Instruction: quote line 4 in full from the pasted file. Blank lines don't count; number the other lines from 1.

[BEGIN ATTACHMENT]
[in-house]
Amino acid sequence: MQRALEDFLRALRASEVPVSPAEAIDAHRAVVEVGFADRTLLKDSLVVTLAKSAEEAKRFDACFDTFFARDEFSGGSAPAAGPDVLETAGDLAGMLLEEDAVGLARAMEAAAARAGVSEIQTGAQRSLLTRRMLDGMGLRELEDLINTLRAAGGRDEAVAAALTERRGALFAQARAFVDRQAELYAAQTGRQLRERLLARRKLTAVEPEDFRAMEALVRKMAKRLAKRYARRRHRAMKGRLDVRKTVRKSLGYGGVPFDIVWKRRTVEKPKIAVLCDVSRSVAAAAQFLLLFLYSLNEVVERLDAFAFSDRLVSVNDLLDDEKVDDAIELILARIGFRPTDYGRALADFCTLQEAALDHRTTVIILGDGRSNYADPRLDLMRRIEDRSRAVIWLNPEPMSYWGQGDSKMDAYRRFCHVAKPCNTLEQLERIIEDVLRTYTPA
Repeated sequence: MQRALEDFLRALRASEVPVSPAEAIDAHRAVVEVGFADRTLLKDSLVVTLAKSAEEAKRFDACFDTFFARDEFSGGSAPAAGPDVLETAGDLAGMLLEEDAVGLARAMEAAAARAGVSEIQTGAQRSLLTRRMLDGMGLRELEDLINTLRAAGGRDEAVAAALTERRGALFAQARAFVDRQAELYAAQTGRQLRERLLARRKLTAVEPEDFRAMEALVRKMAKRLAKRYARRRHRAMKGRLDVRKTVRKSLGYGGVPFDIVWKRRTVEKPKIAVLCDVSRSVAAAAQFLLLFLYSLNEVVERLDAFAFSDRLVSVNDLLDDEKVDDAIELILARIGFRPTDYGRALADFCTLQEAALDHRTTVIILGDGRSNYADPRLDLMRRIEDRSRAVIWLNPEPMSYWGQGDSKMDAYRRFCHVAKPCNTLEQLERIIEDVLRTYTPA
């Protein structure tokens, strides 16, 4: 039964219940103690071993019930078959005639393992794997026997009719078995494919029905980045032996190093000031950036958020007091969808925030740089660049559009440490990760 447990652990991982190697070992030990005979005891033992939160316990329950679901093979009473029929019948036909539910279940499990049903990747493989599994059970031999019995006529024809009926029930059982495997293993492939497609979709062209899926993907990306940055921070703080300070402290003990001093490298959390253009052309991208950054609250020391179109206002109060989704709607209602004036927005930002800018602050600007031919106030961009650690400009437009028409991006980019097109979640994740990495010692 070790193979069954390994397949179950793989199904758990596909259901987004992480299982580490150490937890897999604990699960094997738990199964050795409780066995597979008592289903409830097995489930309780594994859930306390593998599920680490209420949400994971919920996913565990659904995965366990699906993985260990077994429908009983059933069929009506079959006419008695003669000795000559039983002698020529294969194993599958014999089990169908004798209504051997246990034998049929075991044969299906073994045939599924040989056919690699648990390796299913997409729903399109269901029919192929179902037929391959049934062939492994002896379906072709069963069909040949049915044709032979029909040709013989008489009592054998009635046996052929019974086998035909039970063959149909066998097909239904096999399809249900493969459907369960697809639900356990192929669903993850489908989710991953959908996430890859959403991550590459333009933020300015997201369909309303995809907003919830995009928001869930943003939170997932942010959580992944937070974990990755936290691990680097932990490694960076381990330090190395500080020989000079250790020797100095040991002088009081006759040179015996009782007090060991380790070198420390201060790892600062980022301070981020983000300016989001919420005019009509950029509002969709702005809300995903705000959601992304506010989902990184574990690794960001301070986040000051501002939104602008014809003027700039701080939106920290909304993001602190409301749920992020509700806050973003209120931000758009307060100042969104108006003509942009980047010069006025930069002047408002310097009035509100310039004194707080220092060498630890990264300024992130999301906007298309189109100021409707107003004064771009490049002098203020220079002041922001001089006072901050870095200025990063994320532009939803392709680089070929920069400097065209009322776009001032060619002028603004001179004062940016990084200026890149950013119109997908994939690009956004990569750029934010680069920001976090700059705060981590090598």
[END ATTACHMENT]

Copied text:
């Protein structure tokens, strides 16, 4: 039964219940103690071993019930078959005639393992794997026997009719078995494919029905980045032996190093000031950036958020007091969808925030740089660049559009440490990760 447990652990991982190697070992030990005979005891033992939160316990329950679901093979009473029929019948036909539910279940499990049903990747493989599994059970031999019995006529024809009926029930059982495997293993492939497609979709062209899926993907990306940055921070703080300070402290003990001093490298959390253009052309991208950054609250020391179109206002109060989704709607209602004036927005930002800018602050600007031919106030961009650690400009437009028409991006980019097109979640994740990495010692 070790193979069954390994397949179950793989199904758990596909259901987004992480299982580490150490937890897999604990699960094997738990199964050795409780066995597979008592289903409830097995489930309780594994859930306390593998599920680490209420949400994971919920996913565990659904995965366990699906993985260990077994429908009983059933069929009506079959006419008695003669000795000559039983002698020529294969194993599958014999089990169908004798209504051997246990034998049929075991044969299906073994045939599924040989056919690699648990390796299913997409729903399109269901029919192929179902037929391959049934062939492994002896379906072709069963069909040949049915044709032979029909040709013989008489009592054998009635046996052929019974086998035909039970063959149909066998097909239904096999399809249900493969459907369960697809639900356990192929669903993850489908989710991953959908996430890859959403991550590459333009933020300015997201369909309303995809907003919830995009928001869930943003939170997932942010959580992944937070974990990755936290691990680097932990490694960076381990330090190395500080020989000079250790020797100095040991002088009081006759040179015996009782007090060991380790070198420390201060790892600062980022301070981020983000300016989001919420005019009509950029509002969709702005809300995903705000959601992304506010989902990184574990690794960001301070986040000051501002939104602008014809003027700039701080939106920290909304993001602190409301749920992020509700806050973003209120931000758009307060100042969104108006003509942009980047010069006025930069002047408002310097009035509100310039004194707080220092060498630890990264300024992130999301906007298309189109100021409707107003004064771009490049002098203020220079002041922001001089006072901050870095200025990063994320532009939803392709680089070929920069400097065209009322776009001032060619002028603004001179004062940016990084200026890149950013119109997908994939690009956004990569750029934010680069920001976090700059705060981590090598």